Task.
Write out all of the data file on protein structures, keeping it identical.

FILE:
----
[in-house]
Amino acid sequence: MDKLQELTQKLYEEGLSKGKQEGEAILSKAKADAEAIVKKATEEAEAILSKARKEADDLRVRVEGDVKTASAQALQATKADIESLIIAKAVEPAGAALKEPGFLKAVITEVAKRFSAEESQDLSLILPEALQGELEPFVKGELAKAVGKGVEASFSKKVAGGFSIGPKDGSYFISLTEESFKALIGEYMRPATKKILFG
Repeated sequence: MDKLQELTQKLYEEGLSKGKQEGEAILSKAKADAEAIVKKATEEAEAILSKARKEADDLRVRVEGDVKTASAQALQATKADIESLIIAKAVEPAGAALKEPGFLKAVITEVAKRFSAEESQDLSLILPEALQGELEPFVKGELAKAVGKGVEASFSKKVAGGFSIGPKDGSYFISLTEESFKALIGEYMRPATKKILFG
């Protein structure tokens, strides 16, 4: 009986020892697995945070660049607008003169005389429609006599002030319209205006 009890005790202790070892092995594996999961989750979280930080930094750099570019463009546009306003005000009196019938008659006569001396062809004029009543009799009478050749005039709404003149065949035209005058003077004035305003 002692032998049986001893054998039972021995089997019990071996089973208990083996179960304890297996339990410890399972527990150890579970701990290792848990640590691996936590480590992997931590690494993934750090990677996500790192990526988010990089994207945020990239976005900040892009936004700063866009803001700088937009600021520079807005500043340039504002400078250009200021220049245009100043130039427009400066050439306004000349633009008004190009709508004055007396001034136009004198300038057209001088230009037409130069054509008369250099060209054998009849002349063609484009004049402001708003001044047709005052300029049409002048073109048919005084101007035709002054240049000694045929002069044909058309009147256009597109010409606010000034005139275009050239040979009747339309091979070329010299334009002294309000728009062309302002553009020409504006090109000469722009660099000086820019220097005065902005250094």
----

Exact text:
[in-house]
Amino acid sequence: MDKLQELTQKLYEEGLSKGKQEGEAILSKAKADAEAIVKKATEEAEAILSKARKEADDLRVRVEGDVKTASAQALQATKADIESLIIAKAVEPAGAALKEPGFLKAVITEVAKRFSAEESQDLSLILPEALQGELEPFVKGELAKAVGKGVEASFSKKVAGGFSIGPKDGSYFISLTEESFKALIGEYMRPATKKILFG
Repeated sequence: MDKLQELTQKLYEEGLSKGKQEGEAILSKAKADAEAIVKKATEEAEAILSKARKEADDLRVRVEGDVKTASAQALQATKADIESLIIAKAVEPAGAALKEPGFLKAVITEVAKRFSAEESQDLSLILPEALQGELEPFVKGELAKAVGKGVEASFSKKVAGGFSIGPKDGSYFISLTEESFKALIGEYMRPATKKILFG
């Protein structure tokens, strides 16, 4: 009986020892697995945070660049607008003169005389429609006599002030319209205006 009890005790202790070892092995594996999961989750979280930080930094750099570019463009546009306003005000009196019938008659006569001396062809004029009543009799009478050749005039709404003149065949035209005058003077004035305003 002692032998049986001893054998039972021995089997019990071996089973208990083996179960304890297996339990410890399972527990150890579970701990290792848990640590691996936590480590992997931590690494993934750090990677996500790192990526988010990089994207945020990239976005900040892009936004700063866009803001700088937009600021520079807005500043340039504002400078250009200021220049245009100043130039427009400066050439306004000349633009008004190009709508004055007396001034136009004198300038057209001088230009037409130069054509008369250099060209054998009849002349063609484009004049402001708003001044047709005052300029049409002048073109048919005084101007035709002054240049000694045929002069044909058309009147256009597109010409606010000034005139275009050239040979009747339309091979070329010299334009002294309000728009062309302002553009020409504006090109000469722009660099000086820019220097005065902005250094």